When Ifunanya Nweke began working with students on the autism spectrum and weaving her love of music with behavior intervention, she knew she’d found her calling. And part of what draws her to this work is rooted in family experience.
While training to be a behavior interventionist in 2014, Nweke met Ruben, a charismatic teenager and talented musician who struggled to find his place in the world and among his peers. She noticed that although he was working through some challenging behaviors, he flourished in music class.
“Ruben played a song, and his classmates followed him. They accompanied him. I couldn’t unsee that. In that moment, Ruben the teenage boy with autism took the back seat, and what emerged was Ruben the leader,” Nweke says.
The encounter with Ruben sparked her idea for Jazz Hands For Autism (JHFA), a Culver City nonprofit that provides a four-year educational and vocational program to help adults on the autism spectrum turn their musical talents into careers in the industry. Collaborative partnerships with employers have created work and internship opportunities in areas of performance, composition, music software, audio engineering, music teaching and pedagogy. JHFA also works with six of the seven regional centers for the developmentally disabled in L.A. County, which provides financial assistance to those interested in the vocational program.
JHFA began as a concert with three musicians in 2014 and has grown to nearly 20 musicians per concert. The biannual concert series evolved into the Jazz Hands Musicians Academy (JHMA) with a staff of 23. The academy has about 200 musicians, composed of current and past students, as well as teachers. Last year, Nweke added a junior academy, a 12-week program to help kids ages 8-17 on the spectrum improve their musical and social skills.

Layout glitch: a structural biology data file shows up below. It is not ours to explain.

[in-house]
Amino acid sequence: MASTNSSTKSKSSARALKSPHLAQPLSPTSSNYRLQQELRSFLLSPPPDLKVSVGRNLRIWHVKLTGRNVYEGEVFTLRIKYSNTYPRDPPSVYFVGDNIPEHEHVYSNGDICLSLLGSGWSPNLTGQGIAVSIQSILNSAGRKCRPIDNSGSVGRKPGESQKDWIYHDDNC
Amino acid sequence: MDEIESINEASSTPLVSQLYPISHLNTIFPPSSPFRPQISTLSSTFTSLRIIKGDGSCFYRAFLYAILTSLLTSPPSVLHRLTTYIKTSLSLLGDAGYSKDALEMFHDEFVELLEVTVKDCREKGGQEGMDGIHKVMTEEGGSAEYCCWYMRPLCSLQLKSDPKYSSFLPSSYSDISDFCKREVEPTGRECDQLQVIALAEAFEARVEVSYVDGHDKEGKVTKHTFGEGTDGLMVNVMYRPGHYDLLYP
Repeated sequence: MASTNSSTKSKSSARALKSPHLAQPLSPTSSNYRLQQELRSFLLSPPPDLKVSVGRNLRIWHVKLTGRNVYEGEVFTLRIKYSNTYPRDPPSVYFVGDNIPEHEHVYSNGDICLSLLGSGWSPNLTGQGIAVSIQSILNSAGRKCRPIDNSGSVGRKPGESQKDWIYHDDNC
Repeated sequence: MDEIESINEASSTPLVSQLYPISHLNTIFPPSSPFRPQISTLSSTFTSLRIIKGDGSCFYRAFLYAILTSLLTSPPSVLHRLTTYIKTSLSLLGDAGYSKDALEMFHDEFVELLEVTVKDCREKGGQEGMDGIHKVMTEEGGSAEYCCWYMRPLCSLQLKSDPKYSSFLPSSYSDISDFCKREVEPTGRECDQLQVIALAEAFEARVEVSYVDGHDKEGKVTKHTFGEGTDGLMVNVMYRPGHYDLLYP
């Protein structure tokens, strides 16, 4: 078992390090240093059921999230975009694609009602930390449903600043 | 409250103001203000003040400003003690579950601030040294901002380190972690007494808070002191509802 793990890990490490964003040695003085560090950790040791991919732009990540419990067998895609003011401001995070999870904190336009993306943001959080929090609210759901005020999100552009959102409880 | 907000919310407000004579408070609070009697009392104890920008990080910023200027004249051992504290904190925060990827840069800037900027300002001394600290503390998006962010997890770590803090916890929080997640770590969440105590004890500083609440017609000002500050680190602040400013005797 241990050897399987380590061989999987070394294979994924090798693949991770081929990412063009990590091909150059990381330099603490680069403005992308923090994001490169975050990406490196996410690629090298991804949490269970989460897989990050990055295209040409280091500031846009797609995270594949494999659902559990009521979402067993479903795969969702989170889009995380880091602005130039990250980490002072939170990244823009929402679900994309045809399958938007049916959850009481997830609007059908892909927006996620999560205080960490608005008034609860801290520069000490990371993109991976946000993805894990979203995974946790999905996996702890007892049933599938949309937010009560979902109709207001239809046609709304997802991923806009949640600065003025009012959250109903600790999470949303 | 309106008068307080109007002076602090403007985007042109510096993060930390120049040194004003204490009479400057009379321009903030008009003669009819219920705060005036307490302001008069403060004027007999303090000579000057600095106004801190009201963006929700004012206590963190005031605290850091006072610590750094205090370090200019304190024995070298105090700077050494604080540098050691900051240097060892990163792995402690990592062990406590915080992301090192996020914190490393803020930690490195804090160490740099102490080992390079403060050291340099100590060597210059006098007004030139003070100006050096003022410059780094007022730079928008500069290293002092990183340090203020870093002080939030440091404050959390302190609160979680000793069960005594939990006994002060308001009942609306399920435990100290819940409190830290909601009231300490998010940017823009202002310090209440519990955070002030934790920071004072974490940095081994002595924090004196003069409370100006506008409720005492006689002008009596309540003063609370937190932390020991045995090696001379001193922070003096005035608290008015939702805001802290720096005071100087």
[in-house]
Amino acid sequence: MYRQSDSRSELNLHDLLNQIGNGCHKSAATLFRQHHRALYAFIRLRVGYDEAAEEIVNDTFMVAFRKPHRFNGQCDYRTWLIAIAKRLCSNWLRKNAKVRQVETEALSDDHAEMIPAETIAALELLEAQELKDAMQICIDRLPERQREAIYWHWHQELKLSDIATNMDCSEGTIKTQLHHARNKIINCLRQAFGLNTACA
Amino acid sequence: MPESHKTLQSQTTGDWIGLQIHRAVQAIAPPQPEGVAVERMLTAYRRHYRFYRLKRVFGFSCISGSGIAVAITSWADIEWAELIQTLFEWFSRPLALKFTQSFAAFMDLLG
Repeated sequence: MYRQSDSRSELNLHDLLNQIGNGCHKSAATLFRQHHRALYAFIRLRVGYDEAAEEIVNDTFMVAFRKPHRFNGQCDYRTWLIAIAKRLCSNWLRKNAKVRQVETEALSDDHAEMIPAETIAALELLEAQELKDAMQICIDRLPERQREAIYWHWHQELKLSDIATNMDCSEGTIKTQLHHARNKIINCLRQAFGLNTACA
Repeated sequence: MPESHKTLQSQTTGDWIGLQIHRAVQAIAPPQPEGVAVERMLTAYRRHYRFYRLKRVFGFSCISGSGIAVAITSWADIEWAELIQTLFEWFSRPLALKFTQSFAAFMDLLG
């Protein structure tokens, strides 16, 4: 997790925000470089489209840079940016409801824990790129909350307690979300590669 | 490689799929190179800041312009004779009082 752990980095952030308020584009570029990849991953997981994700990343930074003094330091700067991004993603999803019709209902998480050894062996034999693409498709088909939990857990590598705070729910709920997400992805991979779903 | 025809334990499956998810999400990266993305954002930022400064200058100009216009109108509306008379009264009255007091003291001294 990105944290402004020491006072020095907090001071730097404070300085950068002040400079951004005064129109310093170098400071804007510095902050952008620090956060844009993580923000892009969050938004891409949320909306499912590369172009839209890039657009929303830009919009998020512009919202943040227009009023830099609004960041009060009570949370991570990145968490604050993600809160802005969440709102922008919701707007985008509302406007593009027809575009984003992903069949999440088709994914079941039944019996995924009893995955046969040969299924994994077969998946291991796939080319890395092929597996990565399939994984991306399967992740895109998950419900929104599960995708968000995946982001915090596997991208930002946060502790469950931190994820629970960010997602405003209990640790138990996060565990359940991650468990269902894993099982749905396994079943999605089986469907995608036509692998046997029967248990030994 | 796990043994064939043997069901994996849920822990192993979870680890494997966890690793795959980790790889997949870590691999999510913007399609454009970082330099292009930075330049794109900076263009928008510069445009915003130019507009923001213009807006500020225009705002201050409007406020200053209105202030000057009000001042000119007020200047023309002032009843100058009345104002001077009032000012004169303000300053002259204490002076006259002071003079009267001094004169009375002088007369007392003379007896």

Nweke says it’s important to note that the majority of students the academy supports are adults. “Generally, the word autism is associated with the word child,” she says. “This sort of infantilization, which leads to stigma, is part of what we’re combatting through our work at Jazz Hands For Autism.”
Launching the academy was a natural transition for the ambitious Nweke, a singer/songwriter who taught herself to play the piano in high school. She earned a bachelor degree in anthropology from UCLA, a master in non-profit leadership and management from USC Sol Price School of Public Policy and is currently pursuing a doctorate in educational leadership at USC Rossier School of Education. The Empowerment Congress recently honored her as one of 40 emerging civic leaders in L.A. County.
Nweke took a few minutes between work and classes — and planning for a May 28 concert — to chat with us about Jazz Hands For Autism.
You’ve said that your first experience with autism felt natural because you have been advocating for your brother. Can you explain?
My 27-year-old brother was diagnosed with ADHD last year and is still undergoing assessments to determine the extent. In addition to ADHD, I have always suspected that my brother might be on the autism spectrum. It was only when I had conversations with my brother, and separately with my mom and older brother, that I realized that we all had the same thought, even though he was never officially diagnosed.
Meeting Ruben was a turning point for you. Talk about that.
When Ruben and I met, an explosion of creativity happened, and that’s how JHFA was born. Since that day, I have worked to replicate this incredible experience for other musicians like Ruben who are on the spectrum.
Do all the kids and adults have musical talent or do they develop it in Jazz Hands?
Inclusion is really big at JHFA; that’s why we exist. So, if a person is passionate about making music a career, they can begin their journey at JHFA. This includes learning a new instrument or learning how to use their voice as an instrument. Everyone won’t be an onstage performer, but there are so many ways to turn music into a career.
What kind of music careers?
Content creation is big! So, if there is an aspiring musician who is on the autism spectrum who wants to be a performer but isn’t quite ready for the stage, we explore content creation for YouTube, Instagram, etc., as options.
Describe your team.
The team is a passionate and diverse group of musician-teachers – 99 percent has some kind of background in music. Compassion, collaboration, mission-focused, commitment to innovation and solid communication skills are key factors in the hiring decisions we make.
What’s next for JHFA?
We are always looking for ways to expand our roster of partners, and for ways to make a variety of music-based resources available to neurodivergent musicians from all over L.A. and beyond.
For more information, visit jazzhandsforautism.org.